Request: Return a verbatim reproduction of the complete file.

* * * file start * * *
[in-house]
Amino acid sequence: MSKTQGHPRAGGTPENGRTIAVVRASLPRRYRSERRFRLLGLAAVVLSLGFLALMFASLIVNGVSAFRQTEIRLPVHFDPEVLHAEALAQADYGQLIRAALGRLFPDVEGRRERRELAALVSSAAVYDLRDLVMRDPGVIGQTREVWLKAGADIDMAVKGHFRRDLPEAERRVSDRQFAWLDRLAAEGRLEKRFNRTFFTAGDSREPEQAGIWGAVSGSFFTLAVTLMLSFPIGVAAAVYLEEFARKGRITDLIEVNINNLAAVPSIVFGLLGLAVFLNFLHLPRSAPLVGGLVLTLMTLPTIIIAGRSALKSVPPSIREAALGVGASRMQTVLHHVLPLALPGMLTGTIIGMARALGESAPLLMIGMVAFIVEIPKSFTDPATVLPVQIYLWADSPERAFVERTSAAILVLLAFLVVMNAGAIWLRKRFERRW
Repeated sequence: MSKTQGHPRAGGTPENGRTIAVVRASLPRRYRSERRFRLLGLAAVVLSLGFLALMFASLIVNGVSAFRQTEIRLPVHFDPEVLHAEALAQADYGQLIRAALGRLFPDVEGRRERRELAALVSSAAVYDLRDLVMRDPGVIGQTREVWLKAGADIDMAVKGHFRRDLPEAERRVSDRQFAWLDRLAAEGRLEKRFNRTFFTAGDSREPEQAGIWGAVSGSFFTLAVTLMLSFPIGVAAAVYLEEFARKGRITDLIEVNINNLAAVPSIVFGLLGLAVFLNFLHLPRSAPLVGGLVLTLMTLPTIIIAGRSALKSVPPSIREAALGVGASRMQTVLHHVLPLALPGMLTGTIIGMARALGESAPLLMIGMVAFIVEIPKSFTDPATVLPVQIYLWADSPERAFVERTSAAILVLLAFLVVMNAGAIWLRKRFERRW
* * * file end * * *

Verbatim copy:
[in-house]
Amino acid sequence: MSKTQGHPRAGGTPENGRTIAVVRASLPRRYRSERRFRLLGLAAVVLSLGFLALMFASLIVNGVSAFRQTEIRLPVHFDPEVLHAEALAQADYGQLIRAALGRLFPDVEGRRERRELAALVSSAAVYDLRDLVMRDPGVIGQTREVWLKAGADIDMAVKGHFRRDLPEAERRVSDRQFAWLDRLAAEGRLEKRFNRTFFTAGDSREPEQAGIWGAVSGSFFTLAVTLMLSFPIGVAAAVYLEEFARKGRITDLIEVNINNLAAVPSIVFGLLGLAVFLNFLHLPRSAPLVGGLVLTLMTLPTIIIAGRSALKSVPPSIREAALGVGASRMQTVLHHVLPLALPGMLTGTIIGMARALGESAPLLMIGMVAFIVEIPKSFTDPATVLPVQIYLWADSPERAFVERTSAAILVLLAFLVVMNAGAIWLRKRFERRW
Repeated sequence: MSKTQGHPRAGGTPENGRTIAVVRASLPRRYRSERRFRLLGLAAVVLSLGFLALMFASLIVNGVSAFRQTEIRLPVHFDPEVLHAEALAQADYGQLIRAALGRLFPDVEGRRERRELAALVSSAAVYDLRDLVMRDPGVIGQTREVWLKAGADIDMAVKGHFRRDLPEAERRVSDRQFAWLDRLAAEGRLEKRFNRTFFTAGDSREPEQAGIWGAVSGSFFTLAVTLMLSFPIGVAAAVYLEEFARKGRITDLIEVNINNLAAVPSIVFGLLGLAVFLNFLHLPRSAPLVGGLVLTLMTLPTIIIAGRSALKSVPPSIREAALGVGASRMQTVLHHVLPLALPGMLTGTIIGMARALGESAPLLMIGMVAFIVEIPKSFTDPATVLPVQIYLWADSPERAFVERTSAAILVLLAFLVVMNAGAIWLRKRFERRW